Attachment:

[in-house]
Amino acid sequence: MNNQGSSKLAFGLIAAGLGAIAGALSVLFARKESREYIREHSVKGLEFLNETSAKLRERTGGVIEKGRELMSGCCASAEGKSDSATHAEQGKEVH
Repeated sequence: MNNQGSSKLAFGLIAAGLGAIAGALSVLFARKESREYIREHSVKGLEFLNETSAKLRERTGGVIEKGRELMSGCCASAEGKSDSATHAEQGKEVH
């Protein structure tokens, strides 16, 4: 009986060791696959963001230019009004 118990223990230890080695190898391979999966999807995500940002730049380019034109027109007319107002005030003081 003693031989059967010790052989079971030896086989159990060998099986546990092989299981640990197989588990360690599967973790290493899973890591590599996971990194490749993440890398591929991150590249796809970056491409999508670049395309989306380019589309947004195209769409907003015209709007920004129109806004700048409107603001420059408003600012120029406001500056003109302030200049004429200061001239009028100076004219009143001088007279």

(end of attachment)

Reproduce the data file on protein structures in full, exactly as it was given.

[in-house]
Amino acid sequence: MNNQGSSKLAFGLIAAGLGAIAGALSVLFARKESREYIREHSVKGLEFLNETSAKLRERTGGVIEKGRELMSGCCASAEGKSDSATHAEQGKEVH
Repeated sequence: MNNQGSSKLAFGLIAAGLGAIAGALSVLFARKESREYIREHSVKGLEFLNETSAKLRERTGGVIEKGRELMSGCCASAEGKSDSATHAEQGKEVH
């Protein structure tokens, strides 16, 4: 009986060791696959963001230019009004 118990223990230890080695190898391979999966999807995500940002730049380019034109027109007319107002005030003081 003693031989059967010790052989079971030896086989159990060998099986546990092989299981640990197989588990360690599967973790290493899973890591590599996971990194490749993440890398591929991150590249796809970056491409999508670049395309989306380019589309947004195209769409907003015209709007920004129109806004700048409107603001420059408003600012120029406001500056003109302030200049004429200061001239009028100076004219009143001088007279």